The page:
Friday, March 16, 2018

Film Review: Manhole (2014)

Manhole (Review)
South Korea/2014
Format Viewed for Review: Netflix Instant
Netflix Streaming: No
Amazon Prime: No

"...suffers from mediocre execution..."

A serial killer, who uses the sewers of Seoul to kidnap his victims, captures a deaf 14-year-old girl while being tracked by her older sister.

Manhole starts off interesting. I like the concept: an unhinged serial killer uses the sewers to terrorize a neighborhood in Seoul. The plot follows four separate parties: Soo-chul (Jung Kyung-ho), the serial killer, sisters Yeon-seo (Jung Yu-mi) and Soo-jung (Kim Sae-ron), Jong-ho, a taxi driver who is searching for his missing daughter, and Pil-gyu, a clumsy policeman. After setting up the premise, Soo-chul ends up kidnapping Soo-jung. Yeon-seo, Jong-ho, and Pil-gyu—who were all following Soo-jung for separate reasons—end up entering the sewers through a manhole. From there, all of the characters basically run around while trying to save Soo-chul or while trying to figure out what's going on. Due to its repetitive formula, it does end up losing some steam during its second half. I liked the ending, though. I thought it was effective.

Before I proceed, I want to say: I enjoyed Manhole. I think it's a decent time killer. The concept is unique, the setting is eerie, there are plenty of suspenseful moments, and it ends on a high note. The film suffers from mediocre execution, though. The first act is interesting, but it ultimately fails to properly introduce and develop all of its main characters—probably because there were too many for its own good. So, although there are some emotionally effective scenes here, you won't really feel a true connection with anyone, which is disappointing. Some the characters—Pil-gyu—are also painfully cliché. The plot is contrived, too, filled with plenty convenient 'yeah, right' moments. At times, it's too reliant on those moments to move the plot forward, which makes the writing feel lazy. At around 100 minutes long, the film feels like two hours because of some filler, too. These issues stop Manhole from excelling beyond 'decent.'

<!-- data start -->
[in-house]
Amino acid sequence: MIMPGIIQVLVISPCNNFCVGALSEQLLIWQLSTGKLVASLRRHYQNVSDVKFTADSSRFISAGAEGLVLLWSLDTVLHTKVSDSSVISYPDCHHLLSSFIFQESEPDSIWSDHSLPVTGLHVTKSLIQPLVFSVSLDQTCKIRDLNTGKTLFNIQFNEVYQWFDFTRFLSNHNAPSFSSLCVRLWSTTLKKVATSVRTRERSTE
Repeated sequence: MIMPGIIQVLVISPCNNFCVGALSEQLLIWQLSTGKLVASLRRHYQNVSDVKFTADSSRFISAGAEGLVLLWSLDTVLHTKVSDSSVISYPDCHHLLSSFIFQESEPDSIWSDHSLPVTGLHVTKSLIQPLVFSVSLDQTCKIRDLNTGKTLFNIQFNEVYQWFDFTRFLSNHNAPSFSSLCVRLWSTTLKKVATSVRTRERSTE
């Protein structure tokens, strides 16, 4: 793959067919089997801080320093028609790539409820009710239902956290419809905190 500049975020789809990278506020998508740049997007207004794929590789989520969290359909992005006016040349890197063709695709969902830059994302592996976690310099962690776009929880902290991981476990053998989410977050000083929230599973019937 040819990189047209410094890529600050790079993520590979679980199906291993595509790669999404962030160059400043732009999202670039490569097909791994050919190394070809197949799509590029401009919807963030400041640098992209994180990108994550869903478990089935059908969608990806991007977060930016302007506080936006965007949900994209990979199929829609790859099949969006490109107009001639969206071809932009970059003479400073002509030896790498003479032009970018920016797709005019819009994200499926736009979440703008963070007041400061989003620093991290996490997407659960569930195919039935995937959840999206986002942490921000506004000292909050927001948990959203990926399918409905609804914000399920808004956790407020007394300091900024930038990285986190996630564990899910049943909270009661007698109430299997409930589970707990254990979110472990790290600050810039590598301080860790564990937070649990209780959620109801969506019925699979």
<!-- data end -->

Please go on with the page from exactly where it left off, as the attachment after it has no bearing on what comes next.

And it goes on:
The acting was great, though. Kim Sae-ron, who was fantastic in A Brand New Life and The Man from Nowhere, delivers another great performance. Jung Kyung-ho and Jung Yu-mi also offered strong supporting performances. The film was shot well, too. I don't remember much of the music, though. The film was written by Shin Jae-young and Moon Bong-seop; Shin also served as director. The writing needed some work, especially in terms of character. The structure could have been fine-tuned, too. It's lopsided, cramming too much plot into the first act while allowing it to thin out for the last hour. The direction fared a bit better. Shin Jae-young crafts some suspenseful sequences while confined to a unique setting—at least for a film like this.

Overall, Manhole is a decent movie. It's an entertaining thriller, so, if you need to kill an hour and half, this isn't the worst film you can watch. However, it does suffer from some disappointing issues, including a lack of compelling characters, a bloated runtime, and plot contrivances. It's worth a cheap rental or stream.

Score: 5/10
Parental Guide: Strong violence and blood.

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